A short documentary made by De La Salle-College of Saint Benilde (DLS-CSB) Digital Filmmaking students won Best Direction at the Istorya ng Pag-asa (Stories of Hope) Film Festival.
Winning the award for their documentary “Pamilyang Bernardo” are Anna Mikaela Quizon, Alda Dalisay and Jocelyn Frago. Two members of the Bernardo family from Looc, Romblon are suffering from ectrodactyly, a condition which causes malformation of their limbs and makes life difficult for them. Despite this, they find strength in their own home.
Florence Rosini’s “Ang Biyahe ni Marlon,” an inspiring tale of an Uber driver with Tourette Syndrome, which manifests through involuntary movements, got the INPFF Best Film trophy, a cash prize of 50,000 pesos, a DSLR camera and a Samsung S8 cellphone.
First runner-up winner Margaret Serranilla brought home 30,000 pesos for her entry “Tago,” which tells the story of Nelson Gonzales, drummer and owner of Tago Jazz Café , a small jazz joint in Cubao that serves as a place for budding musicians to hone their craft.
Kelsy Lua’s “Gawilan,” about a disadvantaged Filipino swimmer named Ernie Gawilan who faced hardships that forced him to battle his insecurities before making it to the 2016 Summer Paralympics in Rio de Janeiro, Brazil, won second runner-up and 20,000 pesos.
Aunell Ross Angcos’ “The Climbing Puppeteer,” about a BPO employee-cum-ventriloquist who climbs mountains to help local villagers, won Best Cinematography, while Demy Cruz, Jr.’s “Ang Gahum Sang Daku Nga Handum,” about a member of an indigenous tribe who has to face challenges to selflessly pursue her dream, got the Best Script award.
Aside from her documentary with Quizon and Dalisay, Frago has another entry which made it to INPFF’s list of 15 finalists, “Liham Pagmamahal Para sa Kasalukuyan” (Love Letter to the Present). It tells the story of Lola Lita Vinuya and how she, and other members of Malaya Lolas, an organization composed of former “comfort women” or victims of sexual slavery, survived the cruelty of the Japanese imperial army during the Japanese occupation of the Philippines in World War II. This serves as their voice and a love letter to the present.
Their fellow DLS-CSB film majors Matthew Pelayo and Gian Arre were also selected as INPFF finalists from among 73 submissions all over the country.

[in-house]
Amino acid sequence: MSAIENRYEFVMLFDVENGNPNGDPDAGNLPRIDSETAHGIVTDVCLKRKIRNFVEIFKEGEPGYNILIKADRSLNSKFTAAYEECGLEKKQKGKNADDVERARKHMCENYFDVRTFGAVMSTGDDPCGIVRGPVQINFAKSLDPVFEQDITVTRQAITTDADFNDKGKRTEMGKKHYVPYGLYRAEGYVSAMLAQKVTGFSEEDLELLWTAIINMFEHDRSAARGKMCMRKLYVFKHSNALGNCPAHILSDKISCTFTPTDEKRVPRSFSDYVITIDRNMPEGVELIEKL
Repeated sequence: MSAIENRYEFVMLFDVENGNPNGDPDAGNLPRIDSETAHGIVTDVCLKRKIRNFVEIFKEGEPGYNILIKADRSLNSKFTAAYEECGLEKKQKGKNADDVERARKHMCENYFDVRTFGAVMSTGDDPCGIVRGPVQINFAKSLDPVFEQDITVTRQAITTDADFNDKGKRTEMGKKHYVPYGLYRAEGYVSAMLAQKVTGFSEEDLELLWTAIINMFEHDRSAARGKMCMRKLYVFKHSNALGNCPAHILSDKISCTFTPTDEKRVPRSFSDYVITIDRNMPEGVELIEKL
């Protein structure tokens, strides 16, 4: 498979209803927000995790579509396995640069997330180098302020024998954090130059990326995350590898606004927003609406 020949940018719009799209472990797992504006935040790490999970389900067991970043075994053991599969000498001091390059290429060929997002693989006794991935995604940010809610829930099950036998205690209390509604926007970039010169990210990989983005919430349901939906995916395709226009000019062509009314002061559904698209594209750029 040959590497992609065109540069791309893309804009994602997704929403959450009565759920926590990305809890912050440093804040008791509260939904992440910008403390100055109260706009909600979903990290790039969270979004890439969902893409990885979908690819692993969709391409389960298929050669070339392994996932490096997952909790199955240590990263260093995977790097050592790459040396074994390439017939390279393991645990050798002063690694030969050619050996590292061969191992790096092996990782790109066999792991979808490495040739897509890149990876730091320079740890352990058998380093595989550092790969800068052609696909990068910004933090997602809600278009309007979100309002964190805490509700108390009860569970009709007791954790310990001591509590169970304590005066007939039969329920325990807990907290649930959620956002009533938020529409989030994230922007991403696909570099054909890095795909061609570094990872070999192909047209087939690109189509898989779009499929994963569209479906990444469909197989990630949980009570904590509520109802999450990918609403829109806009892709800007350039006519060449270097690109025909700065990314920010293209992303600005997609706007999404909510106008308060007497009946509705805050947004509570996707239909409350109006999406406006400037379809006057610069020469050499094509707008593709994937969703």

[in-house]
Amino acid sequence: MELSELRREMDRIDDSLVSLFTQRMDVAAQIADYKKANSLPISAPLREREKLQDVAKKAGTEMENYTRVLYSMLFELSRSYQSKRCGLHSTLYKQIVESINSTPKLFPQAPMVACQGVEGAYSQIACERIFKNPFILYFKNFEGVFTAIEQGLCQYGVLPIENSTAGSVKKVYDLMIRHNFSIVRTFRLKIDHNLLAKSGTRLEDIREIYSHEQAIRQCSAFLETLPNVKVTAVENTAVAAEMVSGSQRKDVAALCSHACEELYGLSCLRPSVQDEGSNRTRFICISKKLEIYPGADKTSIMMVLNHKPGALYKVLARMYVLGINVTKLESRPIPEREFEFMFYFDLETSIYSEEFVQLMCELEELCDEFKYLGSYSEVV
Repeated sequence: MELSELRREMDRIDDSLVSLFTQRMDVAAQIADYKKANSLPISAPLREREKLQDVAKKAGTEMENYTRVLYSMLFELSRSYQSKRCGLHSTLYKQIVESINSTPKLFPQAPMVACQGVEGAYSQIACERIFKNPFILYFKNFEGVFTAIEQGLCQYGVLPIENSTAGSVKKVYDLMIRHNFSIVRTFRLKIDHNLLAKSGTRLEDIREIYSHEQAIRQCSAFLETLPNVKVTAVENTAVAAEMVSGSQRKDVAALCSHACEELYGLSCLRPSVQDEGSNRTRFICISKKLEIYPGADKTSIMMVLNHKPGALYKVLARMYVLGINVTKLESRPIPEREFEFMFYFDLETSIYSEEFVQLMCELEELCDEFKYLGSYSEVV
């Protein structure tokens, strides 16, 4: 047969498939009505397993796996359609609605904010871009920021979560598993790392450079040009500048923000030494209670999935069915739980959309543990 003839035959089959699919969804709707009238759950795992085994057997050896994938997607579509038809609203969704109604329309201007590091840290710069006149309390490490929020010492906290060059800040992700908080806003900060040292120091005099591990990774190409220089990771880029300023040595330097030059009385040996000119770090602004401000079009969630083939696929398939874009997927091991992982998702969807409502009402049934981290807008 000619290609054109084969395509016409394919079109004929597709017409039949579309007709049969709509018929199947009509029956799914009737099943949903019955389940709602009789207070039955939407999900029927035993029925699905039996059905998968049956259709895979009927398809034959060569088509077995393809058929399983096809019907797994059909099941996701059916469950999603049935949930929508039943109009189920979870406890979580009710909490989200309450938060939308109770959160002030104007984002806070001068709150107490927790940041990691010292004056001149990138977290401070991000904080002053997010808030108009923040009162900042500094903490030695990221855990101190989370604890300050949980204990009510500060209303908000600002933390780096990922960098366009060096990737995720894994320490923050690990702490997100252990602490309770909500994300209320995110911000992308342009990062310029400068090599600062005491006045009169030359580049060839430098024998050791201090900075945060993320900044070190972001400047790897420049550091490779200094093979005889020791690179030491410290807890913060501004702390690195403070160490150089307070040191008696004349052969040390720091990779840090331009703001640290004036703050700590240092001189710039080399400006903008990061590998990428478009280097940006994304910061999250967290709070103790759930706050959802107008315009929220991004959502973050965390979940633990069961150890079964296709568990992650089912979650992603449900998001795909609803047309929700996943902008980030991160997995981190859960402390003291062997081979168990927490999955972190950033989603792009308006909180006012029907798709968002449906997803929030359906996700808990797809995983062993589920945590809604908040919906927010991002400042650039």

Pelayo’s “Overdrive” follows the life of Mel Majadas, a female Uber driver, as it shows what it is like for Mel, a mother who works hard for her family, to drive around Metro Manila.
On the other hand, Arre’s “Mclaine” is based on the life of Mclaine Buatis, a student confronting complaints for his disruptive behavior. When his high school teacher warns him that he might get expelled from school, Mclaine reveals his innate desire to graduate and pleads for one last chance.
The other short film finalists are “Alkansiya” by Sandra Fajardo, “Ngiti” by Rhycie Anne Custodio, “Dealing with Healing” by Alyssa Bernardino, “Liwanag” by Kimberly Ilaya, “Dibuho” by Erri Rojo and “Person with This Ability” by Tala Reyes.
Acclaimed screenwriter Clodualdo “Doy” del Mundo, Jr., Film Development Council of the Philippines Chairperson Liza Diño, award-winning filmmakers Quark Henares and Dan Villegas, and veteran actress Shamaine Centenera-Buencamino served as INPFF judges. Actor Dingdong Dantes hosted the event.
Vice President Leni Robredo, whose office organized the nationwide film competition together with Ayala Foundation, described the entries as “extraordinary stories of ordinary people, and we are very, very proud of them. We wish that there are more that we can discover, and we vow to continue looking for them.”
The INPFF was held to celebrate the first year of Istorya ng Pag-asa, an initiative that aims to inspire and empower the nation through extraordinary stories of the Filipino people. It seeks to promote hope and inspiration on a wider scale, with positive real-life stories that feature the triumph of ordinary Filipinos over life’s adversities.